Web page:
Spike, a 23-year-old Chihuahua, officially named the world’s oldest living dog
It’s true that dogs don’t live as long as humans, but some are blessed with good long lives, inspiring us all with their health and longevity. And a select few even get to claim the title as the oldest dog in the world.
Now, a new dog has claimed the title: Spike, a 23-year-old Chihuahua, has been officially named by Guinness World Records as the oldest dog in the world.
According to Guinness, Spike was 23 years and 43 days old as of December 7, 2022, making him verifiably older than the previous title holder, Gino, who was named the oldest in November.
Super-senior Spike lives with his owner Rita Kimball in Camden, Ohio. The future record-holder got off to an inauspicious start in life: Rita found him in a grocery store parking lot, apparently mistreated by his previous owner.
“He had been shaved up his back, had blood stains around his neck from a chain or rope, and looked pretty rough,” Rita told Guinness World Records. “The clerk in the grocery told us he had been there for three days, and they were feeding him scraps.”
When Spike followed her out of the store parking lot, she knew it was the beginning of a beautiful friendship and decided to take him home.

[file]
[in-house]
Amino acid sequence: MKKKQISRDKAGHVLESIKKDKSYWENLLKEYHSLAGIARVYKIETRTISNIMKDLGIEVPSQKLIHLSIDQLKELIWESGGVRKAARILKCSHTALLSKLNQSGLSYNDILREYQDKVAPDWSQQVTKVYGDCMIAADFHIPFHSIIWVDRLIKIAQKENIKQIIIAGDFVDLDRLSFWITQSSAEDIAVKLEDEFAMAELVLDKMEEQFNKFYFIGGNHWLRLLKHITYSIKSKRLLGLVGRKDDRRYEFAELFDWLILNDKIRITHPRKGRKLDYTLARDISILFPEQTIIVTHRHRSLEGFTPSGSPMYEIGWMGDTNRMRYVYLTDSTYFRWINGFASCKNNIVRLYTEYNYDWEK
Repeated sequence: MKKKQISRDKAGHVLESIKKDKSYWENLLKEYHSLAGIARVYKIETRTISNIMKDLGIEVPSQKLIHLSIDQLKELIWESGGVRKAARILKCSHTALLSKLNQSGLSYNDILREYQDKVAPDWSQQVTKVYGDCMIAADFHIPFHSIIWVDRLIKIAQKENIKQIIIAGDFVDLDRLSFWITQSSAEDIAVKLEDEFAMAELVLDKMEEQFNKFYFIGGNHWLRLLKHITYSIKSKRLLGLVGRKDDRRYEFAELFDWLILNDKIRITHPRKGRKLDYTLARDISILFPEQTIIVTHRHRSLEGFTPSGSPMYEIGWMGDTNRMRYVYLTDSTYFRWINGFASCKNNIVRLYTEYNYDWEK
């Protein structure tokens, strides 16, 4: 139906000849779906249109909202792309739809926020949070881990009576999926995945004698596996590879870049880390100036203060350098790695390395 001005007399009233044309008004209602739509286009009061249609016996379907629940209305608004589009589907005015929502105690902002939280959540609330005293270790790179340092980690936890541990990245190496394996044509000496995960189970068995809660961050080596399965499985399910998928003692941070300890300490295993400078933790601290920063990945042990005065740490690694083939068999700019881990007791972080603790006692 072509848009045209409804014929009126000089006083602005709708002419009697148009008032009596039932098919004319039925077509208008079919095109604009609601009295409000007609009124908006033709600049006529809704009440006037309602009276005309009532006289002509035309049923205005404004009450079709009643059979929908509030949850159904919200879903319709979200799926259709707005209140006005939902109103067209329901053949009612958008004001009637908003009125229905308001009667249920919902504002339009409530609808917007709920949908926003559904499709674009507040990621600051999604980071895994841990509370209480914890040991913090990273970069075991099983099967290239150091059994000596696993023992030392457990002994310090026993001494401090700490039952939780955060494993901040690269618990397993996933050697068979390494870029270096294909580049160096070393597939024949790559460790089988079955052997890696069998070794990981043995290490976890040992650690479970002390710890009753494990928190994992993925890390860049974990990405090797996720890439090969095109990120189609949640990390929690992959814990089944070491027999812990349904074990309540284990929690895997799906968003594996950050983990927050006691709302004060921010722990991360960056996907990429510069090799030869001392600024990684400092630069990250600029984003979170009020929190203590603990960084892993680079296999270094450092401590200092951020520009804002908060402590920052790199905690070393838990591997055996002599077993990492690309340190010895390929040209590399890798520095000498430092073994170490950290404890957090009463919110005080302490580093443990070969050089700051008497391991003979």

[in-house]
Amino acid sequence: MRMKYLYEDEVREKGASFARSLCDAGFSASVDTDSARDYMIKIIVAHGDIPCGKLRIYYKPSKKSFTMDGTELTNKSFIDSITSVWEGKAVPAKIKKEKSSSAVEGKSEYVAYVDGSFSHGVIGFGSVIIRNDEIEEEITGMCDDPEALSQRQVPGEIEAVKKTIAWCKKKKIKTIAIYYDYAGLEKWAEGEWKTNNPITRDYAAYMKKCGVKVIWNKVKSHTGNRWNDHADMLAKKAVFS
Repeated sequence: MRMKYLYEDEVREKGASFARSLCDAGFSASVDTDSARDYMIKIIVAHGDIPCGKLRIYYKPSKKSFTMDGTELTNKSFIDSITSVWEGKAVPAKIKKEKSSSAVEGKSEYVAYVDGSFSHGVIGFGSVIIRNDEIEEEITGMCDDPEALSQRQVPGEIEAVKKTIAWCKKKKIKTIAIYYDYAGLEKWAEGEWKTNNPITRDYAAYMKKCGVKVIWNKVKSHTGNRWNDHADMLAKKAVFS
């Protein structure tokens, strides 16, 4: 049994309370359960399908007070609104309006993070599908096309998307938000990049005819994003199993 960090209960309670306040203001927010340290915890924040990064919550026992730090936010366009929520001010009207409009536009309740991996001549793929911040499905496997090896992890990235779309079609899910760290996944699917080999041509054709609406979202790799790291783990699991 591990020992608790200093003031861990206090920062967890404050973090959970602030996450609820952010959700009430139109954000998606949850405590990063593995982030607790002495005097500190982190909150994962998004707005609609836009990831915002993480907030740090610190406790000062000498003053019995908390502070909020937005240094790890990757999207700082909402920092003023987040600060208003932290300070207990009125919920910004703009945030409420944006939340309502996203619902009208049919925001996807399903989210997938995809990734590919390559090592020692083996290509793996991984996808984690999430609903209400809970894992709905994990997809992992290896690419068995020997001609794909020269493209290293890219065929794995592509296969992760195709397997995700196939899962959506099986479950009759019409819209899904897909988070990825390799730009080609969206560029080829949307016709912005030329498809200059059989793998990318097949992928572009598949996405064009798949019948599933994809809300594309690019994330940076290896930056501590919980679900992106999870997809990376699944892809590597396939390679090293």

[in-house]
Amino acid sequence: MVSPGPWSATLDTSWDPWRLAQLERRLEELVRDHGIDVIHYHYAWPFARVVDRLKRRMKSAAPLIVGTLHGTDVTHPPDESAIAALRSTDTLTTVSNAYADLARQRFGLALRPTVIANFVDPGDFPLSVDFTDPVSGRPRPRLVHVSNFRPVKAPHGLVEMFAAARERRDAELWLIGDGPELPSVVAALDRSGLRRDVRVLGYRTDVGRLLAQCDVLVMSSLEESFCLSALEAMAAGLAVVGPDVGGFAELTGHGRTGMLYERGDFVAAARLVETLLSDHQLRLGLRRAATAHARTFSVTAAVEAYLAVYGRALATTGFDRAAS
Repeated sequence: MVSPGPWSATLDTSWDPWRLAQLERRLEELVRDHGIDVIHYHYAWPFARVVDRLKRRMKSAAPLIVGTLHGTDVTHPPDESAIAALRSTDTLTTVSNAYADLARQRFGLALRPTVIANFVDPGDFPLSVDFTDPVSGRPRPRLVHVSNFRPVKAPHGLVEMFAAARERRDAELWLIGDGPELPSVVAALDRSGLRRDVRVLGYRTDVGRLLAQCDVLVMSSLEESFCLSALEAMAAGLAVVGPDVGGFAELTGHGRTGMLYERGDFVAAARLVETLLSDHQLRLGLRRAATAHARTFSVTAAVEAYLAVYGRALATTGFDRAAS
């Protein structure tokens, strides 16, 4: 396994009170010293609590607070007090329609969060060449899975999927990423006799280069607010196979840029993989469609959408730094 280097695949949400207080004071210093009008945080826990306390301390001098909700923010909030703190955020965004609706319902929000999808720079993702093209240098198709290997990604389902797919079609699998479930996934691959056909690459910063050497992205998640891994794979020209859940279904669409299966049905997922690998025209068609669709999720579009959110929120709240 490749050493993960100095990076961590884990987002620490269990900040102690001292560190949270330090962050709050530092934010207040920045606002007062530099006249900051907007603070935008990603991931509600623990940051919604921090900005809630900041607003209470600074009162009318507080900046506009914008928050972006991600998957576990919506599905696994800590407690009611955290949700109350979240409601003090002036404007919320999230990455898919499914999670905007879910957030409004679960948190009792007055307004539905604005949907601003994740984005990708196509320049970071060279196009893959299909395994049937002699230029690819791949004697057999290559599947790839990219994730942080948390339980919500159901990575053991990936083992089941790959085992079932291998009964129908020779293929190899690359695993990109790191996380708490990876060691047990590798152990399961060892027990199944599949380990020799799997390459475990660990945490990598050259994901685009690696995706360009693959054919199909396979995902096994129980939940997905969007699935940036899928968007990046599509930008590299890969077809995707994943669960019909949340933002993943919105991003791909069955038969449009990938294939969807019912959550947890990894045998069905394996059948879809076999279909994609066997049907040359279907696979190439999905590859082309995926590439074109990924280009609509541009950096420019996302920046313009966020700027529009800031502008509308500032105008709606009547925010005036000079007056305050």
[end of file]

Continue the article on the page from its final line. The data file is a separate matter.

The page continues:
She named him Spike, an ironic name for her “small and friendly” dog: “Spike was a name for a large dog. My guy was small, but he had the attitude of a big dog.”
Spike was already 10 years old at the time, hardly a pup, so Rita surely couldn’t have imagined he’d be around for another 13 years.
Over the years, Spike has enjoyed a nice routine living on the farm. He wakes up early, visits the barn animals and accompanies his owner through her daily chores.
“There’s always something to do on a farm; we cut wood, clean out fence rows, bale hay and harvest crops,” Rita explained. “Spike has ridden on tractors, been a passenger inside the combine, and tags along when we cut wood.”
But Rita didn’t realize her sweet little dog could actually be a world record holder until she was watching Jimmy Fallon and realized that Spike was older than then-oldest dog Pebbles.
“Most of our family knew that Spike was old but didn’t know he had a shot at being the oldest in the world,” Rita told Guinness. “Now that he is a record holder, they see him as a celebrity.”
Spike is showing his age a bit: he’s almost blind and hard of hearing, and can get “testy at times,” but deep down he’s still the same sweet dog: “His little tail still wags when people talk to him.”
The title of world’s oldest dog has changed hands quite a bit over the past year. Last April, a 21-year-old Chihuahua named TobyKeith claimed the title, only to be unseated weeks later by 22-year-old Pebbles.
But in October, Pebbles passed away, allowing TobyKeith to reclaim the crown — until Gino was found to be even older.
Now, the record has changed paws once again. But no matter who has the official title, all of these dogs are amazing, and a testament to how love and good care can make some dogs live well past their life expectancy.
Congratulations to Spike on becoming the new world’s oldest dog! What an incredible achievement!
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